business

U.S. Supreme Court Says Tribune Creditor Suit May Be Revived

Updated on
  • Highest court may lack the six-justice quorum needed to act
  • Second Circuit may choose to reconsider its previous ruling

The U.S. Supreme Court offered a ray of hope for Tribune Co. creditors who are seeking to claw back money from the media company’s former shareholders.

In an unusual statement, two justices said without explanation that the Supreme Court might lack the six-justice quorum needed to act in the case. Justices Anthony Kennedy and Clarence Thomas, however, suggested the lower courts might revisit a ruling that threw out the case. The two justices pointed to a recent Supreme Court ruling that cast doubt on the lower court decision.

The creditors are looking to get money back from shareholders who sold Tribune for more than $8 billion in 2007. Less than a year later, the company filed for bankruptcy. Bondholders sued, arguing that the takeover by billionaire Sam Zell and the company’s own employees was so ill-conceived as to leave Tribune unable to pay its debts.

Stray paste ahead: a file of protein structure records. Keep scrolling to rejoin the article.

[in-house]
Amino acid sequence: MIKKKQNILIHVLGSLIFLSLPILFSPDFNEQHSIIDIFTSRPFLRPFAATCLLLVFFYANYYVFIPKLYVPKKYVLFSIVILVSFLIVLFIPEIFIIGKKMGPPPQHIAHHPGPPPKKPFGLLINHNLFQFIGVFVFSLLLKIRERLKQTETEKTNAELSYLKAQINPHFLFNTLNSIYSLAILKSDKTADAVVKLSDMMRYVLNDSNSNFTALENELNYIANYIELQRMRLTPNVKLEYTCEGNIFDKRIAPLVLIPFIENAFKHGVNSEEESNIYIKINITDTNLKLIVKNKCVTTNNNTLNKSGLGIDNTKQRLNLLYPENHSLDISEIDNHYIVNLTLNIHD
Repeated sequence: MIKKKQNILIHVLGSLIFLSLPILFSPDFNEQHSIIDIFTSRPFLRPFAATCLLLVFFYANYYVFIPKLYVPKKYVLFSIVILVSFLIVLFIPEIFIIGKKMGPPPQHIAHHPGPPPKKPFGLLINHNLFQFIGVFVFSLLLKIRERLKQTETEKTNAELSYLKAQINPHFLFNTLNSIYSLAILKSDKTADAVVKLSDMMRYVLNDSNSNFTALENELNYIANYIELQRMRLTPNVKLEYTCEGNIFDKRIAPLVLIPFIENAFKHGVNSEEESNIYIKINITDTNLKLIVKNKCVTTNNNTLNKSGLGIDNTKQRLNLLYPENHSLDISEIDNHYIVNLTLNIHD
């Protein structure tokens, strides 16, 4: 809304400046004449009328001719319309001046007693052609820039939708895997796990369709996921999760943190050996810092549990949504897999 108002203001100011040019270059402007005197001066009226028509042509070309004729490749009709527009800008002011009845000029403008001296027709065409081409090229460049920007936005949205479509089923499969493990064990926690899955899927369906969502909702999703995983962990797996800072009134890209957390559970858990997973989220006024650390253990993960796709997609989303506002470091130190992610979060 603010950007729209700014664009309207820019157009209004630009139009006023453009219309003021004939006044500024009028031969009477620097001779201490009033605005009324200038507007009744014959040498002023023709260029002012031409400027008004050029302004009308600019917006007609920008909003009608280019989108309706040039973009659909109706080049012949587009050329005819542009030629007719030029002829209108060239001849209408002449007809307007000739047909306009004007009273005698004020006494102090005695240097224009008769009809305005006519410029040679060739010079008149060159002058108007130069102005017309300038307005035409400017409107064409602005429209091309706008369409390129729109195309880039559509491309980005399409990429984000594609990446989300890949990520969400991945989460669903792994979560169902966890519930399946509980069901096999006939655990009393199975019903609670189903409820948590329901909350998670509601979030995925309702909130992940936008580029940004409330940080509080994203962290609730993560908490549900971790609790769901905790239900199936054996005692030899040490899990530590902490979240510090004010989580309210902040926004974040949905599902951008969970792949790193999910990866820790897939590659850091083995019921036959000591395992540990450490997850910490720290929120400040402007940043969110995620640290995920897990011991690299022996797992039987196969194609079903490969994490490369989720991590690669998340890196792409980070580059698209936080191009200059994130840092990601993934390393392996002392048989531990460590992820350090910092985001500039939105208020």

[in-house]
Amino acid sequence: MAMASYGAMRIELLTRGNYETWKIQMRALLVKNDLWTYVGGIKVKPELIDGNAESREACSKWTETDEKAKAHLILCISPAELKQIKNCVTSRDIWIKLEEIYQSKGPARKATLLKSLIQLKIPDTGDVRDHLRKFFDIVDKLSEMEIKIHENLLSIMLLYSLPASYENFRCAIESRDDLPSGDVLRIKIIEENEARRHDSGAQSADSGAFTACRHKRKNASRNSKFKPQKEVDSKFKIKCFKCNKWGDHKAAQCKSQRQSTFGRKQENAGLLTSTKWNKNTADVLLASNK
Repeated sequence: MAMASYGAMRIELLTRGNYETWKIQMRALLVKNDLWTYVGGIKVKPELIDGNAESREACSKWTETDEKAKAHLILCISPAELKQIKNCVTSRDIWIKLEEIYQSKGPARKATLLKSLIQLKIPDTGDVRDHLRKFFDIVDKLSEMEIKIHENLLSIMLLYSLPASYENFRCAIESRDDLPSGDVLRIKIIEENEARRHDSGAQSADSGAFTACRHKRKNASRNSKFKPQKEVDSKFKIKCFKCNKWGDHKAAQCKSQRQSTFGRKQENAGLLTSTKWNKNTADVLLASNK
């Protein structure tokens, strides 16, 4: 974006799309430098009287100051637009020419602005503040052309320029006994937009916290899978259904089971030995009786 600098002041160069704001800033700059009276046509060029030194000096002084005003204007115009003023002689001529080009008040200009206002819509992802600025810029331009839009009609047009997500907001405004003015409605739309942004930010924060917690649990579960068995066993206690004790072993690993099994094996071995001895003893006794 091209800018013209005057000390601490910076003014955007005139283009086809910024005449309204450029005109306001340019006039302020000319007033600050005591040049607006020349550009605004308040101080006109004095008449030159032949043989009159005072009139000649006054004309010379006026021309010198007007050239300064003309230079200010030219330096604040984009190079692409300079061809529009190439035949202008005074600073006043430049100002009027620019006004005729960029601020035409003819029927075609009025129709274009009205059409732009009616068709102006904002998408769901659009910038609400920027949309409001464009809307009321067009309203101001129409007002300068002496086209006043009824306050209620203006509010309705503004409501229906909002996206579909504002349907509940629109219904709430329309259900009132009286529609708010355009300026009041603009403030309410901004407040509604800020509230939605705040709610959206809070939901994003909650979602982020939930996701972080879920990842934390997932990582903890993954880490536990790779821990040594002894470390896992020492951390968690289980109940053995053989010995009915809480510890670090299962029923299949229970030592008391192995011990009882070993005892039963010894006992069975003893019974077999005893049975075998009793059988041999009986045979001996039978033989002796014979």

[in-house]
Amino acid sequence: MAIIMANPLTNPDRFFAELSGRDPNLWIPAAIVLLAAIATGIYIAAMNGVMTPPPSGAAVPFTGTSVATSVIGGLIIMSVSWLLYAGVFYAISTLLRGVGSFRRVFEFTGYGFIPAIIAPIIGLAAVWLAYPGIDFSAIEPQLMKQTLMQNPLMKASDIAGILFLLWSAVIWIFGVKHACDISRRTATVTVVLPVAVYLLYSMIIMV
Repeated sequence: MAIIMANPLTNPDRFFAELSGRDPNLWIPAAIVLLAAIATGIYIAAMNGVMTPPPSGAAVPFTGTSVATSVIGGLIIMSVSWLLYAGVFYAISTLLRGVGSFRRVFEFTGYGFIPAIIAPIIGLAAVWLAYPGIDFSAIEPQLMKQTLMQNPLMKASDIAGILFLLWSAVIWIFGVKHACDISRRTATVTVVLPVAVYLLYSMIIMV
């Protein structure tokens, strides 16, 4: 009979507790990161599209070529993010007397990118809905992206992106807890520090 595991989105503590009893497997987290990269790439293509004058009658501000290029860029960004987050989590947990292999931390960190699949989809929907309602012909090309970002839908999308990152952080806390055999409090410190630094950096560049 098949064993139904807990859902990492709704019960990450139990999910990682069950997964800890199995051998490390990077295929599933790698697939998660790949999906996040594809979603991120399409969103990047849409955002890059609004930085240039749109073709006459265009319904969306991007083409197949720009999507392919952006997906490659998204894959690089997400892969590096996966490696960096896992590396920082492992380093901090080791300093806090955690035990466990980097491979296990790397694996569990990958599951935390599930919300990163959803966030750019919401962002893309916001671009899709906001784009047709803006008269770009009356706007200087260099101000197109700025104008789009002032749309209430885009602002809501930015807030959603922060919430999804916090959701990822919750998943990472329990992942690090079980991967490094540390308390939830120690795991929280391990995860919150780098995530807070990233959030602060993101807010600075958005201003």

The Supreme Court’s quorum problem might have stemmed at least in part from the justices’ stock ownership and the long list of companies involved in the case as onetime Tribune shareholders.

Justice Samuel Alito’s most recent financial disclosure form, for example, shows he owned shares in PNC Financial Services Group Inc., which is involved in the case. Alito is one of three justices, along with Chief Justice John Roberts and Justice Stephen Breyer, who own stock in a number of individual companies.

Safe Harbor?

The Second Circuit threw out the case, citing a legal provision known as a safe harbor that protects banks, securities firms and other intermediaries from having transactions undone by a bankruptcy trustee. The Tribune creditors said in their appeal that the safe harbor didn’t apply, in part because they were trying to get money back from shareholders, not from intermediaries the shield was designed to protect.

The creditors argued that the safe harbor provision doesn’t protect transfers where a financial institution merely acted as a conduit for a transaction. The Tribune sale amounted to an intentional “fraudulent transfer” of assets, they said.

In February, the Supreme Court ruled in a separate but similar case known as Merit Management Group v. FTI Consulting that the safe harbor provision doesn’t protect transfers where a financial institution merely acted as a conduit for a transaction.

The case is Deutsche Bank Trust Co. Americas v. Robert R. McCormick Foundation, 16-317.

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